Ambulance rides are costly
It happened this past December – a skier at Sierra-at-Tahoe Ski Resort incurred an apparently serious head injury on the slopes. Paramedics arrived at the scene and wanted to transport him to the hospital, but the injured man didn’t want to go.
He wasn’t coherent enough to sign a release, however. So he went, like it or not.
It happened this past January – a good Samaritan helped to rescue a man from a burning building, and at first refused treatment from paramedics on the scene. He then accepted a ride to the hospital – which he thought would be free of charge – but later received a bill for more than $600.
What are your rights if you are injured or taken ill, and paramedics deem it necessary to transport you by ambulance? Can you refuse to go? How much will you be charged? Can you just take a cab?
“The policy is really the same throughout the United States,” said Randy Schrader, the deputy director of the El Dorado County Emergency Medical Services Agency. “Paramedics are obligated to transport injured parties to a higher level of medical care, regardless. There are operating procedures to determine when that is necessary.”
The problem is that many people don’t want to go to the hospital by ambulance, mainly because of the expense involved. And it can be an expensive ride. Lake Tahoe Ambulance, the main service provider for South Lake Tahoe, has a base rate of $450 – plus $11 per mile – for ambulance transport. In addition, services such as oxygen, medication, cervical collar or an IV, are extra charges.
The base rate is the same throughout El Dorado County, which is actually at the lower end of the cost scale in California and Nevada.
In El Dorado County, a portion of the cost for ambulance service is picked up by the taxpayers, through benefit assessments. But that’s not the case in Nevada. The Tahoe-Douglas Fire Protection District, which also has ambulance service, charges a base rate of $475, plus $10 per mile. That cost is incurred totally by the patient.
“Occasionally we’ll have people who call an ambulance, and then find out the cost involved and decide they don’t want to go,” said Jim Hardison, a fire fighter/paramedic with Tahoe-Douglas. “Usually if they call us, there’s a reason for it. And if the situation warrants it, we try to convince them to go (in the ambulance).”
But occasionally people just refuse to get on board, and that’s their right.
“We can’t be in the business of kidnapping people,” said Chuck Staub, Lake Tahoe Ambulance CEO. “If you’re an adult, and you have all of your faculties about you, you have the legal right to say no.”
Some people refuse treatment or transport even though that decision may have dire consequences.
“If someone really needs treatment or transport, and they refuse, then we advise them of the consequences,” said Tahoe-Douglas Fire Chief Tim Smith. “If it could result in their death, we tell them that. If they still don’t want to go, then they must sign a service refusal form, and we try to get a witness.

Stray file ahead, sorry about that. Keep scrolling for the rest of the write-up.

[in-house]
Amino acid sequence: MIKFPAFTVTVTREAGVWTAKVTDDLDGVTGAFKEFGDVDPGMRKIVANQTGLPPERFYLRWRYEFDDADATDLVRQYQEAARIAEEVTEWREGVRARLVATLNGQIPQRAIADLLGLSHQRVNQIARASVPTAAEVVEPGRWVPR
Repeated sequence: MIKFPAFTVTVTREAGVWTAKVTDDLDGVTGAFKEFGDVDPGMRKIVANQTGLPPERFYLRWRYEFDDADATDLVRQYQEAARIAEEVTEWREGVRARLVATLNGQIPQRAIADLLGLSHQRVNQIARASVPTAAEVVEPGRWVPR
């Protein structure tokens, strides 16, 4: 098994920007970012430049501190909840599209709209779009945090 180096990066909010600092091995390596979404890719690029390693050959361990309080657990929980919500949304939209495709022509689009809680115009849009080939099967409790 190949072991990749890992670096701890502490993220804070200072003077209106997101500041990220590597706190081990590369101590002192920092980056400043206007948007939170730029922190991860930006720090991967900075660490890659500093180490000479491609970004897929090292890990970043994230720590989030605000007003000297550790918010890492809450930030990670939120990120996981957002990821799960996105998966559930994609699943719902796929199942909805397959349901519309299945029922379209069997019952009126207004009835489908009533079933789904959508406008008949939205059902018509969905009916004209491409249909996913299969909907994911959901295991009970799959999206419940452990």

“Speaking frankly, that form and five cents will get you a cup of coffee,” Smith said. “But we’ve been fortunate; we’ve never had a situation where a citizen has come back and tried to hold the district liable.
“It’s one of the most difficult situations our paramedics have to deal with,” Smith said. “They have to make a field judgment as to whether the (victim) is coherent enough to make a decision (on transport). If he isn’t, and it warrants it, we take him. But if he’s coherent, he has the right to refuse.”
There are little-known exceptions to the above rules, however.
“Typically there is law enforcement on the scene (of an injury or accident),” Staub said. “If they deem that a person is a danger to himself, law enforcement officers can take a person into custody so that paramedics can transport him to the hospital.
“Also, if you are a minor, with no parent or guardian on the scene, if the paramedics decide you should go, you go.”
Some accident victims can get downright cranky. Like the guy who got dinged on the ski slope and couldn’t even remember his own name. Yet he tried to refuse the ambulance ride. Basically, if you’re that out of it, the decision is out of your hands.
But what about the good Samaritan, who thought he was getting a free ride to the hospital, because another accident victim was going in the ambulance anyway?
“Generally, I would agree (that he shouldn’t be charged),” Schrader said. “If that’s a specific case I’d be happy to look into it. But it doesn’t sound right to me.”
Lake Tahoe Ambulance will continue to be the main service provider for South Lake Tahoe for at least a year. LTA’s contract was extended “through mid-year of 2000,” said El Dorado County Emergency Medical Services Deputy Director Randy Schrader.
“There are still some long-term issues to be addressed,” Schrader said. “(Our agency) has filed our report with the Board of Supervisors, and the final disposition of this is up to them.”
Lake Tahoe Ambulance has held the city contract for the past six years. But in recent months, two other agencies had expressed interest in making bids to take over the contract, including the Lake Valley Fire Protection District. The Board of Supervisors is scheduled to discuss the issue in its regular meeting on Tuesday, July 27.
“I hope (the board) makes a decision soon,” said Lake Tahoe Ambulance CEO Chuck Staub. “Right now we’re under extension. But would be nice to get a permanent decision.”
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